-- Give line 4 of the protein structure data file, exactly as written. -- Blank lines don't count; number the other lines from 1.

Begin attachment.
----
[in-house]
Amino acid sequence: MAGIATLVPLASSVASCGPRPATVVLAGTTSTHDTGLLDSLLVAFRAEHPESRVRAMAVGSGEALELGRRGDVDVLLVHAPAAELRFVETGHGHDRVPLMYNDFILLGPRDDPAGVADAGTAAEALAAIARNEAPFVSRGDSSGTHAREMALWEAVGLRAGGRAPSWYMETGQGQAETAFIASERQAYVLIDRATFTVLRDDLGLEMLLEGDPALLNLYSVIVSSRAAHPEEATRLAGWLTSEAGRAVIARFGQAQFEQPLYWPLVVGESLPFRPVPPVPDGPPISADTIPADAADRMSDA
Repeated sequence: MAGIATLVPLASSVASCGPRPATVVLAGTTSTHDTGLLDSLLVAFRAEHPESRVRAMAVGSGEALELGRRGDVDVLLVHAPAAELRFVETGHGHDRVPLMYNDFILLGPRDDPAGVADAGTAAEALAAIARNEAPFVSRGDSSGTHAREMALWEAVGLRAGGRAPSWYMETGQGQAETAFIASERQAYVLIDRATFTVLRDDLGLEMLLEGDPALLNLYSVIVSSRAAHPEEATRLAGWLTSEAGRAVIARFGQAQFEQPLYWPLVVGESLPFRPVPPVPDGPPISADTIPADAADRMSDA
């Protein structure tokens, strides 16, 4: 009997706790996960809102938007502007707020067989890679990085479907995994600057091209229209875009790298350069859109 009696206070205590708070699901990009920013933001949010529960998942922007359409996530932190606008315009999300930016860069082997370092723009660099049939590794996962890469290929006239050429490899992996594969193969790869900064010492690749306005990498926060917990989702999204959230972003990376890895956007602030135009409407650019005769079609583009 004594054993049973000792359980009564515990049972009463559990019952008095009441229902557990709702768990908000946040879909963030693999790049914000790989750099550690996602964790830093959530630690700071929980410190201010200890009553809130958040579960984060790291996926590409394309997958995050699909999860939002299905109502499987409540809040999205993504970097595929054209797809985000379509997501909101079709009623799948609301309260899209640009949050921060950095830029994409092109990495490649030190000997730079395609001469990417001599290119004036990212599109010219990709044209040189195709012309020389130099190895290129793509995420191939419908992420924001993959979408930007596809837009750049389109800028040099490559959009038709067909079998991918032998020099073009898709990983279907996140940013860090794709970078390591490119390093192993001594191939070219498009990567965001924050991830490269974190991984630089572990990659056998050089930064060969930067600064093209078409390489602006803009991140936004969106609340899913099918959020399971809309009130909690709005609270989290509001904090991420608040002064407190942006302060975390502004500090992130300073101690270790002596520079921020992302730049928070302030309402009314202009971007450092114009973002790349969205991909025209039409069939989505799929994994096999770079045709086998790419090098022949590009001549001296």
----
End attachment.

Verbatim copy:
């Protein structure tokens, strides 16, 4: 009997706790996960809102938007502007707020067989890679990085479907995994600057091209229209875009790298350069859109 009696206070205590708070699901990009920013933001949010529960998942922007359409996530932190606008315009999300930016860069082997370092723009660099049939590794996962890469290929006239050429490899992996594969193969790869900064010492690749306005990498926060917990989702999204959230972003990376890895956007602030135009409407650019005769079609583009 004594054993049973000792359980009564515990049972009463559990019952008095009441229902557990709702768990908000946040879909963030693999790049914000790989750099550690996602964790830093959530630690700071929980410190201010200890009553809130958040579960984060790291996926590409394309997958995050699909999860939002299905109502499987409540809040999205993504970097595929054209797809985000379509997501909101079709009623799948609301309260899209640009949050921060950095830029994409092109990495490649030190000997730079395609001469990417001599290119004036990212599109010219990709044209040189195709012309020389130099190895290129793509995420191939419908992420924001993959979408930007596809837009750049389109800028040099490559959009038709067909079998991918032998020099073009898709990983279907996140940013860090794709970078390591490119390093192993001594191939070219498009990567965001924050991830490269974190991984630089572990990659056998050089930064060969930067600064093209078409390489602006803009991140936004969106609340899913099918959020399971809309009130909690709005609270989290509001904090991420608040002064407190942006302060975390502004500090992130300073101690270790002596520079921020992302730049928070302030309402009314202009971007450092114009973002790349969205991909025209039409069939989505799929994994096999770079045709086998790419090098022949590009001549001296």